Posted on July 8, 2004 By Rabbi Yaakov Feldman | Series: | Level:

There are two frames of mind we’d have to enter into to reap the full benefit of Torah-study. We’d first need to revere what we’re learning, and then we’d have to be committed to bettering ourselves all along (which we’ll discuss more next time).

After all, if I don’t fully realize that I’m reading G-d’s wishes for me said outright and in depth (which Torah study is at bottom on an individual level), and if I’m not so *dumbfounded* by that fact as to be willing to alter my entire being in the process, then I’d almost be better off not studying Torah at all!

The best way to assume those frames of mind we’re told is to recall something not usually thought about when Torah is studied, which is the direct input G-d’s will and presence has upon what we’re delving into. (Along those lines it’s reported that a certain exalted soul would always say the following when he’d study practical halacha, “It turns out that G-d wants me to do thus- and-such right now”, quite literally taking G-d’s role in Torah into consideration). After all, G-d’s will informs the entire Torah each and every moment (much the way our will to succeed at an important task, for example, would clearly inform every move we make in the course of it).

We’re likewise to recall that G-d has connected the sublime transcendent force that lies behind the Torah to it, as we said (see 4:2:2), thus giving it that much more potency and import. For without all that in mind Torah- study would be no different from any secular academic inquiry, when it’s actually far more transcendent than that and has the unique ability to rectify one’s entire being — as well as the world — as nothing else can.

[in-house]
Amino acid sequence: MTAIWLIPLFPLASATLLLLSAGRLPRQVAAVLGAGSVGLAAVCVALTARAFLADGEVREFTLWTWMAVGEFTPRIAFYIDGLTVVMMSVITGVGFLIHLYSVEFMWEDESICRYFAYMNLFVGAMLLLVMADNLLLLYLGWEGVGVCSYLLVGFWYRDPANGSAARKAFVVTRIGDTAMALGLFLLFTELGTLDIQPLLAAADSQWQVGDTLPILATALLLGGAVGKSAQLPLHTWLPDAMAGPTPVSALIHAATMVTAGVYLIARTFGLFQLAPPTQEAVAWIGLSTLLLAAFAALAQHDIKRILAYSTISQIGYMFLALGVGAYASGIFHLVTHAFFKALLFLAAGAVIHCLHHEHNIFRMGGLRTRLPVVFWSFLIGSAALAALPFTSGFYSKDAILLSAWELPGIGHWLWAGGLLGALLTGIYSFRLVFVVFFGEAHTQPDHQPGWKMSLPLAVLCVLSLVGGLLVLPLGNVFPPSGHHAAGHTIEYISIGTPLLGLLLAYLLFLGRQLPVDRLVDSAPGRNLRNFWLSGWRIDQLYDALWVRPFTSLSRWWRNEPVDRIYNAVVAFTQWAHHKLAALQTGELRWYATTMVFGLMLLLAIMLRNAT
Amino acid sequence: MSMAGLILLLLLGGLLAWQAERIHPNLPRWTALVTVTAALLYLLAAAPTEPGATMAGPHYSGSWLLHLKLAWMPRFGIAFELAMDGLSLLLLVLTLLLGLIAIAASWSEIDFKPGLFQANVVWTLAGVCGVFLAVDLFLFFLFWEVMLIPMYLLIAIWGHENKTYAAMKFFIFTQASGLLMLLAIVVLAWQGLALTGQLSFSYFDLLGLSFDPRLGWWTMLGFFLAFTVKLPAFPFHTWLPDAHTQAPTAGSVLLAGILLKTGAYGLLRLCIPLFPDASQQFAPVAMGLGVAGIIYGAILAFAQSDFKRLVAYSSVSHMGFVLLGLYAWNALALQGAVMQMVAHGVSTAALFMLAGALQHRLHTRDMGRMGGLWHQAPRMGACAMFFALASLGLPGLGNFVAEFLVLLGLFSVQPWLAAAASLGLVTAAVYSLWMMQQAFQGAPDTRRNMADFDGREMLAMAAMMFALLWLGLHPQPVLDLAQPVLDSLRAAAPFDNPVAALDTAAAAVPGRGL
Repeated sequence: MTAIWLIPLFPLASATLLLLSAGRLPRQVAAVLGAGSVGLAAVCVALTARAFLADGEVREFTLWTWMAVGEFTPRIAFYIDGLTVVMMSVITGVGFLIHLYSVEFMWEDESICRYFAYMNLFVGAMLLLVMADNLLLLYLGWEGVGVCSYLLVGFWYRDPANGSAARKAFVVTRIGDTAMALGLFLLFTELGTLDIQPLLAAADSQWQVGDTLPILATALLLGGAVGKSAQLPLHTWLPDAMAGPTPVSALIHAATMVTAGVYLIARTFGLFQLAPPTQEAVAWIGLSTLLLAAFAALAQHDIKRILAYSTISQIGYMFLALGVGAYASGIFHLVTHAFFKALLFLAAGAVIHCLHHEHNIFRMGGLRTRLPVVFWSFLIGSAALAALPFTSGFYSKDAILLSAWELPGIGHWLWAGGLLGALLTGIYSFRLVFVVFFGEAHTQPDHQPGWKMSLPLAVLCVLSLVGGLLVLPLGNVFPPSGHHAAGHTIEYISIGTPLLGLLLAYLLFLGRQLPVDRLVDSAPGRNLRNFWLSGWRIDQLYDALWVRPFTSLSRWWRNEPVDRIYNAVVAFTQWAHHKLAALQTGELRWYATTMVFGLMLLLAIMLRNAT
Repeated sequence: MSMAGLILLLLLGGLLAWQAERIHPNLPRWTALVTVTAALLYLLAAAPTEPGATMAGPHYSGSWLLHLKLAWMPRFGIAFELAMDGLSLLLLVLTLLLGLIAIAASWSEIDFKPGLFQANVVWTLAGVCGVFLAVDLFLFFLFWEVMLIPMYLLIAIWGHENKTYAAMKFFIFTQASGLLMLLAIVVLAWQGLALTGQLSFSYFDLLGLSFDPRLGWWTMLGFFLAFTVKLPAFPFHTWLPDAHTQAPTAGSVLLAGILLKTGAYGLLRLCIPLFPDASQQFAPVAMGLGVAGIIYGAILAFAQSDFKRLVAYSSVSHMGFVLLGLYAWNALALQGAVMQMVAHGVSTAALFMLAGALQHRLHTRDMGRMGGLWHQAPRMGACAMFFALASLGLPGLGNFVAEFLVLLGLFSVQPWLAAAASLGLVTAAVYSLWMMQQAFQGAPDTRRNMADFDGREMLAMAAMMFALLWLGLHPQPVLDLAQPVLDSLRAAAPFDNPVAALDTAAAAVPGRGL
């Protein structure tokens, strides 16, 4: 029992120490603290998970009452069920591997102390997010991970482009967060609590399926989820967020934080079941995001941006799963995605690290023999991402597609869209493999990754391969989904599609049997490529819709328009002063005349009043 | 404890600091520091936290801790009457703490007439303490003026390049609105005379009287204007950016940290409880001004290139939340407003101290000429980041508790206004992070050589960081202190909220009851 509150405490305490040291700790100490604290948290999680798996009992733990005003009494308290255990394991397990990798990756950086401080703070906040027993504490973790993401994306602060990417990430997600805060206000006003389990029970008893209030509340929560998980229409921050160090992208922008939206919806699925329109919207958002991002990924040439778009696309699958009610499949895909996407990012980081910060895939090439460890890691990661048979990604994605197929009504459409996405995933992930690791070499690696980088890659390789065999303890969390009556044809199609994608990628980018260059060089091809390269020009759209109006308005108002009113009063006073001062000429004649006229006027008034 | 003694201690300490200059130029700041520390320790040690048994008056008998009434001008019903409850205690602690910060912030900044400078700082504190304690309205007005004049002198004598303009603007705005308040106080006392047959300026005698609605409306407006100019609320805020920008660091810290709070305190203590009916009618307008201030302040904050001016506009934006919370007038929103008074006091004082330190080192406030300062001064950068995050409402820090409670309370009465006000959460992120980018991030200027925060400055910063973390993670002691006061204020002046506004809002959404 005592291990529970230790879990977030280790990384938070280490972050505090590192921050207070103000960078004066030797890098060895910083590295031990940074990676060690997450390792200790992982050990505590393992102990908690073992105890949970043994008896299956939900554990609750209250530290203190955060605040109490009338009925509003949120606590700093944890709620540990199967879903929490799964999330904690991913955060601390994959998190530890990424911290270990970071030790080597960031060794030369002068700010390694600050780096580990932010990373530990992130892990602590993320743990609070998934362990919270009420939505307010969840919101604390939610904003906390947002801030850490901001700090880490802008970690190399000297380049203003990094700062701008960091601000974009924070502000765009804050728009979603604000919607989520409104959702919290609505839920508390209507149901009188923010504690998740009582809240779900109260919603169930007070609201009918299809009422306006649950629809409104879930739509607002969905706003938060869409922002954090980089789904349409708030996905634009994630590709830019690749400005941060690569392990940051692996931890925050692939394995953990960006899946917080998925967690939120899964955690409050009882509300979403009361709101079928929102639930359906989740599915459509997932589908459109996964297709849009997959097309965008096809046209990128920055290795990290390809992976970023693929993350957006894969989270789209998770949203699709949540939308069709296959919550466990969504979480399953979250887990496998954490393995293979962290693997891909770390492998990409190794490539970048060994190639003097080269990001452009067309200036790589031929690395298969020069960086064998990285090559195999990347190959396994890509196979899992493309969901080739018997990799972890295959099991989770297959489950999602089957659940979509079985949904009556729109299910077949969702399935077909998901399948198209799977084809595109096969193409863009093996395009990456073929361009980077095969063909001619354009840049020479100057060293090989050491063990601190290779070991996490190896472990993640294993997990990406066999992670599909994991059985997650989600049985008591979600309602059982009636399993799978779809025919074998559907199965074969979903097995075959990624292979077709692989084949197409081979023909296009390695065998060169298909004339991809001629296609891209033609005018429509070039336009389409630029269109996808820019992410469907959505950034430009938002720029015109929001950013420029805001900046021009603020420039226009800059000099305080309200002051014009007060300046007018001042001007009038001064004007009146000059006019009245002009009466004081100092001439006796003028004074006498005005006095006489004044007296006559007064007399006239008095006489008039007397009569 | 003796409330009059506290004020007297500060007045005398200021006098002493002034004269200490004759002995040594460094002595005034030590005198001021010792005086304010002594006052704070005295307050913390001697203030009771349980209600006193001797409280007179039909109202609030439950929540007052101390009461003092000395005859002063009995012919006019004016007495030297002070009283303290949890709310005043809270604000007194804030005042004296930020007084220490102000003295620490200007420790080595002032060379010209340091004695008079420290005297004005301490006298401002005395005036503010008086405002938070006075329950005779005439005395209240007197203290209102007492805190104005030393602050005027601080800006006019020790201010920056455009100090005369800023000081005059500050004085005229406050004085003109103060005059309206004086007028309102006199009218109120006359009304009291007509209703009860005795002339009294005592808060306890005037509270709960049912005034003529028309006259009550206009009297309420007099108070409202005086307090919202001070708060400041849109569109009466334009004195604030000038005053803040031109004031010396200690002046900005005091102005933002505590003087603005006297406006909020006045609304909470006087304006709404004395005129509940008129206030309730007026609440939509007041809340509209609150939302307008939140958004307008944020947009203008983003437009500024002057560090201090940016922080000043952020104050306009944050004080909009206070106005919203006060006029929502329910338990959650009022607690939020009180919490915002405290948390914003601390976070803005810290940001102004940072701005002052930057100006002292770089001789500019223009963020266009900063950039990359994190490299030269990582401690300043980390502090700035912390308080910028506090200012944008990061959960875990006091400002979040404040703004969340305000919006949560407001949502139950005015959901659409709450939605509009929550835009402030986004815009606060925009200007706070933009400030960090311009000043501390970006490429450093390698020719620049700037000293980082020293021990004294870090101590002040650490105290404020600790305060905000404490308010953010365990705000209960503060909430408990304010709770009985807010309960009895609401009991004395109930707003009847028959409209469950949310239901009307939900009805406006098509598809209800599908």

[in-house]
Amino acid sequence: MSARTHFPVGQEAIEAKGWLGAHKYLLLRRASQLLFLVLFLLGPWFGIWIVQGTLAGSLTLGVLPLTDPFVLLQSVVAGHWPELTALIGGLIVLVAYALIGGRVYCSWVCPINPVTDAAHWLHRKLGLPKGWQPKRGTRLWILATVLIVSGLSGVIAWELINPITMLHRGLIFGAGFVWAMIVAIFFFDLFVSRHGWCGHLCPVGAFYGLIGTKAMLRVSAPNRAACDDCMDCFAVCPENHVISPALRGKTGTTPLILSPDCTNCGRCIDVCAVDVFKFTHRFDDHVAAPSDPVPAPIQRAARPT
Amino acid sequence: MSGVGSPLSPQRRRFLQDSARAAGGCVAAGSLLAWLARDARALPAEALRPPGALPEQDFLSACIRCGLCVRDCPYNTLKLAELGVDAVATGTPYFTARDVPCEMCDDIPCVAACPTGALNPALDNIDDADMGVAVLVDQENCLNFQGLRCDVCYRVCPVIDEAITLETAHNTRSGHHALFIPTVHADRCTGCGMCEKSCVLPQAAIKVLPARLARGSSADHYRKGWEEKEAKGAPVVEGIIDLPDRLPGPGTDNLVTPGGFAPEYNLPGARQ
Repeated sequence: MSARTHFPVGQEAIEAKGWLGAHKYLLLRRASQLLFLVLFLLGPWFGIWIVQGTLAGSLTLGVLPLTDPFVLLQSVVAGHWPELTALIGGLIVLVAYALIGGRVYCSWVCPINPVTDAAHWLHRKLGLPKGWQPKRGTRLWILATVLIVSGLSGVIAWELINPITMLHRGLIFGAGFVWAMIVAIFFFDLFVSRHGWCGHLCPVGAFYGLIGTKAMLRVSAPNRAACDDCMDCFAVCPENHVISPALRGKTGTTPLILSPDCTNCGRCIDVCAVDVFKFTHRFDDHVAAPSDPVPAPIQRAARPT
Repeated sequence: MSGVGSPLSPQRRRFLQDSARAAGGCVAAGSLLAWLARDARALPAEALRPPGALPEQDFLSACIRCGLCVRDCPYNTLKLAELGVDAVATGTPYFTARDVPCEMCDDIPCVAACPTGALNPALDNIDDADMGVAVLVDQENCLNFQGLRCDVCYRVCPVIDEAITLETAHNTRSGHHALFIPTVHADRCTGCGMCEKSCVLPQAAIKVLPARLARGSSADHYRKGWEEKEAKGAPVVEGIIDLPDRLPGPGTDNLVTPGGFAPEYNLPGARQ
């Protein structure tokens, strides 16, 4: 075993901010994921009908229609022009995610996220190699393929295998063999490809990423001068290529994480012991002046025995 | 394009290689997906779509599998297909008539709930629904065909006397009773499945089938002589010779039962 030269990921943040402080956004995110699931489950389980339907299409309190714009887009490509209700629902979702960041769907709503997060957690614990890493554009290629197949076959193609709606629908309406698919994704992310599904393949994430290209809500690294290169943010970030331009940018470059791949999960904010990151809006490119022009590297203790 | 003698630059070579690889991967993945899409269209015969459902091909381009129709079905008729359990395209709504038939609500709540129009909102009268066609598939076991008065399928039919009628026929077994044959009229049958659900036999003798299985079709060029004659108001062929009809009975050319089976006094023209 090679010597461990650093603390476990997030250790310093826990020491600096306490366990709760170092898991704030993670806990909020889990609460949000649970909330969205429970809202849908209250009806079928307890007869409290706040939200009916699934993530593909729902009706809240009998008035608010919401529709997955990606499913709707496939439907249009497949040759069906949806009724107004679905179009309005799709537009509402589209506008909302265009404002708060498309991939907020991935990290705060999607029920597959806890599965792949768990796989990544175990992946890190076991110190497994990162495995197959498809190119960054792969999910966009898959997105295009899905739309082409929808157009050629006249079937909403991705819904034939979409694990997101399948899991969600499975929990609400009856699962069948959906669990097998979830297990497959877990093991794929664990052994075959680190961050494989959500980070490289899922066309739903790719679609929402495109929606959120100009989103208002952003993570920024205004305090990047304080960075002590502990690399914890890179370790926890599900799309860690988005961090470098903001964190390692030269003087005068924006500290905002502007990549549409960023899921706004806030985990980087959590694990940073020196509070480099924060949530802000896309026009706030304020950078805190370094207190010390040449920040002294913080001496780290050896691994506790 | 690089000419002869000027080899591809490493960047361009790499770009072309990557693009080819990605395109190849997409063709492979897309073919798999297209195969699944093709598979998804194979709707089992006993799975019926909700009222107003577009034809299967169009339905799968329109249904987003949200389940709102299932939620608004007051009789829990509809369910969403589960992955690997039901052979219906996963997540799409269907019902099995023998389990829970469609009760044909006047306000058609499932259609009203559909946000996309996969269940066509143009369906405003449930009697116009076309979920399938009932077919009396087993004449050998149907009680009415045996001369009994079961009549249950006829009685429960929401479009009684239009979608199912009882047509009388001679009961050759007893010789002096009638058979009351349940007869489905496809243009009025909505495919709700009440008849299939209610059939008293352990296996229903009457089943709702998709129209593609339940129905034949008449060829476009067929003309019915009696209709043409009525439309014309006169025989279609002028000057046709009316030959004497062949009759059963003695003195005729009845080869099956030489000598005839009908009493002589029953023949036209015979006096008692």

So we’d need to be acutely aware of that when we study Torah, and to approach it with awe and deference. It would do well for us to say something like the following when we start to study Torah, “I hereby set out to approach G-d Almighty with my studies now and to be a receptacle of His great Light!”; and it would be important to be suddenly struck by our own smallness in G-d’s sight just then, yet humbly thrilled by the prospect of the vistas about to be set before us. It goes without saying that we’d also need to do all we could to avoid being frivolous and to not show any sort of disrespect for what’s said or the One who’s saying it.

Only Torah-study done is such a spirit and frame of mind is capable of being nourished by the sublime transcendent force we cited above, of being infused by G-d’s Presence, and of helping to rectify all of creation. Any other sort would simply be an instance of reading notes someone left behind and ruminating about it; nothing more. In fact if you studied Torah in *that* fashion you’d actually be rudely and audaciously encroaching upon holy ground and chatting frivolously and far too familiarly with the Groundskeeper, which is unforgivable.

Text Copyright © 2004 by Rabbi Yaakov Feldman and